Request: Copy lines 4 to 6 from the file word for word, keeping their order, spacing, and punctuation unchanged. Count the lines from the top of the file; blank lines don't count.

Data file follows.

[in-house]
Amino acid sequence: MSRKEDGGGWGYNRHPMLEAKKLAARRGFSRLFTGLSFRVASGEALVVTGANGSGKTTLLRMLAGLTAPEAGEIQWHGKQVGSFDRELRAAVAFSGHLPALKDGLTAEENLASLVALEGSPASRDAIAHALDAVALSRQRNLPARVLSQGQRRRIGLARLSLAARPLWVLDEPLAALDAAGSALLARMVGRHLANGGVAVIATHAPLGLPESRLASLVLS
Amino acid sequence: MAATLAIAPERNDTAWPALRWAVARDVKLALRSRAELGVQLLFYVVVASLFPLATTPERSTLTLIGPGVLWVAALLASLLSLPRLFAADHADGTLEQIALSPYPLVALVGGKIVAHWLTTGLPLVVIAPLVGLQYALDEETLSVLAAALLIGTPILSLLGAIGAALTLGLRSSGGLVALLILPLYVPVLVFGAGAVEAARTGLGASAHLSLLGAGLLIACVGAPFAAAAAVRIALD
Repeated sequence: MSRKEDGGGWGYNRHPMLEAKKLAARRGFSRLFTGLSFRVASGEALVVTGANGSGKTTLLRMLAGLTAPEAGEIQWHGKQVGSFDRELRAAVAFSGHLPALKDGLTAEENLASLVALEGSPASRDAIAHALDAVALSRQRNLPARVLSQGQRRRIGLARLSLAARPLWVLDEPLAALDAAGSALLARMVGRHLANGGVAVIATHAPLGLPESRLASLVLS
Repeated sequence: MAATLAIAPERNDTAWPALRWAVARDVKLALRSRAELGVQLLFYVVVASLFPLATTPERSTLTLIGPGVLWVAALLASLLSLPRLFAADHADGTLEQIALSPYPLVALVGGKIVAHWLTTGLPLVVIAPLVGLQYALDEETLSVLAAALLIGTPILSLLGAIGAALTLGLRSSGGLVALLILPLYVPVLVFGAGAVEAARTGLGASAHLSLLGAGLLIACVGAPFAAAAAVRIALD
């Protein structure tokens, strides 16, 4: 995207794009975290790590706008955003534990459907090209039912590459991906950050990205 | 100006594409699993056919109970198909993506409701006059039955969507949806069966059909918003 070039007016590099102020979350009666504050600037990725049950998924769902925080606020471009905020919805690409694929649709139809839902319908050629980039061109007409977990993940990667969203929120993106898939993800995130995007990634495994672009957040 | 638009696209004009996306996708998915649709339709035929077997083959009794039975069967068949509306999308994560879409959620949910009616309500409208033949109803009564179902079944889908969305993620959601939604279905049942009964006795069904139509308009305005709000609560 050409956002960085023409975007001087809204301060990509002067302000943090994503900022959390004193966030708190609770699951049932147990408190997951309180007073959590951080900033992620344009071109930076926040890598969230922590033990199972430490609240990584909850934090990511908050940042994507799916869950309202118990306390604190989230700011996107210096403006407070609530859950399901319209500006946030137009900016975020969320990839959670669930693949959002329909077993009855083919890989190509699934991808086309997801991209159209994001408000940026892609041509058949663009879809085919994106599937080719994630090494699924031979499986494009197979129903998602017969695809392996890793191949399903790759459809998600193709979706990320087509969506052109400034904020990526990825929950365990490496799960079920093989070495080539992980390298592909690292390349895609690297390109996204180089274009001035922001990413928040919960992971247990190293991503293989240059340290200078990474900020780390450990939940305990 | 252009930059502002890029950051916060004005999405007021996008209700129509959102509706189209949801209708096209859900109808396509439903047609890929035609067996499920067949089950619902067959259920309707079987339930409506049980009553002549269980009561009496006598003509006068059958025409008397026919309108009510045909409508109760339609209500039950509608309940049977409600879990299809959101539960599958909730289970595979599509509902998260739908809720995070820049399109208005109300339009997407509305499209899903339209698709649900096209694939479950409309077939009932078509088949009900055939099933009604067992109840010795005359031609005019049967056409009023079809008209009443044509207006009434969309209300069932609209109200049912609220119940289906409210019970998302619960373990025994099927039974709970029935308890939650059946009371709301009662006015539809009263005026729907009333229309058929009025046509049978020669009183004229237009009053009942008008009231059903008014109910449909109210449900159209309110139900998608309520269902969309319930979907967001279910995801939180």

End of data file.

Repeated sequence: MSRKEDGGGWGYNRHPMLEAKKLAARRGFSRLFTGLSFRVASGEALVVTGANGSGKTTLLRMLAGLTAPEAGEIQWHGKQVGSFDRELRAAVAFSGHLPALKDGLTAEENLASLVALEGSPASRDAIAHALDAVALSRQRNLPARVLSQGQRRRIGLARLSLAARPLWVLDEPLAALDAAGSALLARMVGRHLANGGVAVIATHAPLGLPESRLASLVLS
Repeated sequence: MAATLAIAPERNDTAWPALRWAVARDVKLALRSRAELGVQLLFYVVVASLFPLATTPERSTLTLIGPGVLWVAALLASLLSLPRLFAADHADGTLEQIALSPYPLVALVGGKIVAHWLTTGLPLVVIAPLVGLQYALDEETLSVLAAALLIGTPILSLLGAIGAALTLGLRSSGGLVALLILPLYVPVLVFGAGAVEAARTGLGASAHLSLLGAGLLIACVGAPFAAAAAVRIALD
């Protein structure tokens, strides 16, 4: 995207794009975290790590706008955003534990459907090209039912590459991906950050990205 | 100006594409699993056919109970198909993506409701006059039955969507949806069966059909918003 070039007016590099102020979350009666504050600037990725049950998924769902925080606020471009905020919805690409694929649709139809839902319908050629980039061109007409977990993940990667969203929120993106898939993800995130995007990634495994672009957040 | 638009696209004009996306996708998915649709339709035929077997083959009794039975069967068949509306999308994560879409959620949910009616309500409208033949109803009564179902079944889908969305993620959601939604279905049942009964006795069904139509308009305005709000609560 050409956002960085023409975007001087809204301060990509002067302000943090994503900022959390004193966030708190609770699951049932147990408190997951309180007073959590951080900033992620344009071109930076926040890598969230922590033990199972430490609240990584909850934090990511908050940042994507799916869950309202118990306390604190989230700011996107210096403006407070609530859950399901319209500006946030137009900016975020969320990839959670669930693949959002329909077993009855083919890989190509699934991808086309997801991209159209994001408000940026892609041509058949663009879809085919994106599937080719994630090494699924031979499986494009197979129903998602017969695809392996890793191949399903790759459809998600193709979706990320087509969506052109400034904020990526990825929950365990490496799960079920093989070495080539992980390298592909690292390349895609690297390109996204180089274009001035922001990413928040919960992971247990190293991503293989240059340290200078990474900020780390450990939940305990 | 252009930059502002890029950051916060004005999405007021996008209700129509959102509706189209949801209708096209859900109808396509439903047609890929035609067996499920067949089950619902067959259920309707079987339930409506049980009553002549269980009561009496006598003509006068059958025409008397026919309108009510045909409508109760339609209500039950509608309940049977409600879990299809959101539960599958909730289970595979599509509902998260739908809720995070820049399109208005109300339009997407509305499209899903339209698709649900096209694939479950409309077939009932078509088949009900055939099933009604067992109840010795005359031609005019049967056409009023079809008209009443044509207006009434969309209300069932609209109200049912609220119940289906409210019970998302619960373990025994099927039974709970029935308890939650059946009371709301009662006015539809009263005026729907009333229309058929009025046509049978020669009183004229237009009053009942008008009231059903008014109910449909109210449900159209309110139900998608309520269902969309319930979907967001279910995801939180």